Direct-to-Consumer Drug Ads

Background: The US Food and Drug Administration (FDA) asked for public comment regarding the direct-to-consumer (DTC) advertising of prescription drugs. In response to the FDA request, the Federal Trade Commission (FTC), not exactly the "public," released their response summarizing their opinion of the economic impact of DTC advertising as well as a number of suggestions for improving DTC ads.

FTC Statement: The FTC concludes that "...DTC advertising generally benefits consumers..." by providing "useful information about the drug options open to them." The FTC also feels that DTC advertising "empowers consumers to interact with physicians more effectively" and that DTC advertising does not increase the sale of inappropriate drugs or lead to increased drug prices. A major suggestion was that the FDA modify broadcasts and print ad requirements so that consumers can more accurately grasp a particular drug's risks and benefits.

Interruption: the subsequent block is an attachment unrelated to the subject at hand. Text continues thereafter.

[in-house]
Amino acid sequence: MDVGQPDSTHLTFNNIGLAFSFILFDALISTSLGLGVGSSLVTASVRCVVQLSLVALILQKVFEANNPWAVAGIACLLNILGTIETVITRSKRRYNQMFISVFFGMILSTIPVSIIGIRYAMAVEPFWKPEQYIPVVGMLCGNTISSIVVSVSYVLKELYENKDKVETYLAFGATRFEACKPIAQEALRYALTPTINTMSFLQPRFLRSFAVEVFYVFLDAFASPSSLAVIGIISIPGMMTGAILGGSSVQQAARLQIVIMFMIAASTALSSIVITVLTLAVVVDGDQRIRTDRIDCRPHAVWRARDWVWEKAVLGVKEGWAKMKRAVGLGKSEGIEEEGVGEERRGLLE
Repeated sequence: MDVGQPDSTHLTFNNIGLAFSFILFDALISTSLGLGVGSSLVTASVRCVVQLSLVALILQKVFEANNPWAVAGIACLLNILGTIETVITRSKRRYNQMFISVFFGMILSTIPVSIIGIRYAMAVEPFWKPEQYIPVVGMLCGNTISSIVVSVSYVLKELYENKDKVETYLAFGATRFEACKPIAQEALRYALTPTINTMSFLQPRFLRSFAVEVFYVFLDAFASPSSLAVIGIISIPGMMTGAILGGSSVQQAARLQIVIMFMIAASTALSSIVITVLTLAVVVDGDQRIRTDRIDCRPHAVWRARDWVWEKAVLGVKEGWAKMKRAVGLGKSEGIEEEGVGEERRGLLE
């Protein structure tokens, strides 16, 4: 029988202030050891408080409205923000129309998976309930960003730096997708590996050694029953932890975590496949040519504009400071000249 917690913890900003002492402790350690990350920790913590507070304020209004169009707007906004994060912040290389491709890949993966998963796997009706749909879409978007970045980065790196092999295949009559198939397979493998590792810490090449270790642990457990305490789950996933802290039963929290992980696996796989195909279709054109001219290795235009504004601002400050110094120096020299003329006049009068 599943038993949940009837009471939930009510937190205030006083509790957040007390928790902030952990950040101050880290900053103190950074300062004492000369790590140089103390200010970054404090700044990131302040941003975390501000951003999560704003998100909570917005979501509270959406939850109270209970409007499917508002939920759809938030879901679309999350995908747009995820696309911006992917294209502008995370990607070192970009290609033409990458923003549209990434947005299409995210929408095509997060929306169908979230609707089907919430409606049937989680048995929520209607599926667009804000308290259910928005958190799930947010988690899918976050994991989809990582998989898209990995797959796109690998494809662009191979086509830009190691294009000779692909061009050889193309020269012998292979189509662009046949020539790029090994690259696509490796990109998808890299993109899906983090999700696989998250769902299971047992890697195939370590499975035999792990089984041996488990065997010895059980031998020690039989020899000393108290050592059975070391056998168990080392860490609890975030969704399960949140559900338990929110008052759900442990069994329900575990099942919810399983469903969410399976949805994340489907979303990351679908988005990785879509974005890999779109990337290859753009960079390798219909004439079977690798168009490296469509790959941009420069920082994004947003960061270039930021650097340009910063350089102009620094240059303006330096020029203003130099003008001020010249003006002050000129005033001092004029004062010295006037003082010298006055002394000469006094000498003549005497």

Our Comments: We would like to have more information as to how the FTC concluded that DTC ads do not increase the inappropriate sale of drugs or lead to increased drug prices. Ultimately, it should be a medical determination as to whether a particular prescription drug is appropriate for a patient. And someone ends up paying for all those expensive drug ads on prime-time television.

Barbara K. Hecht, Ph.D.
Frederick Hecht, M.D.
Medical Editors, MedicineNet.com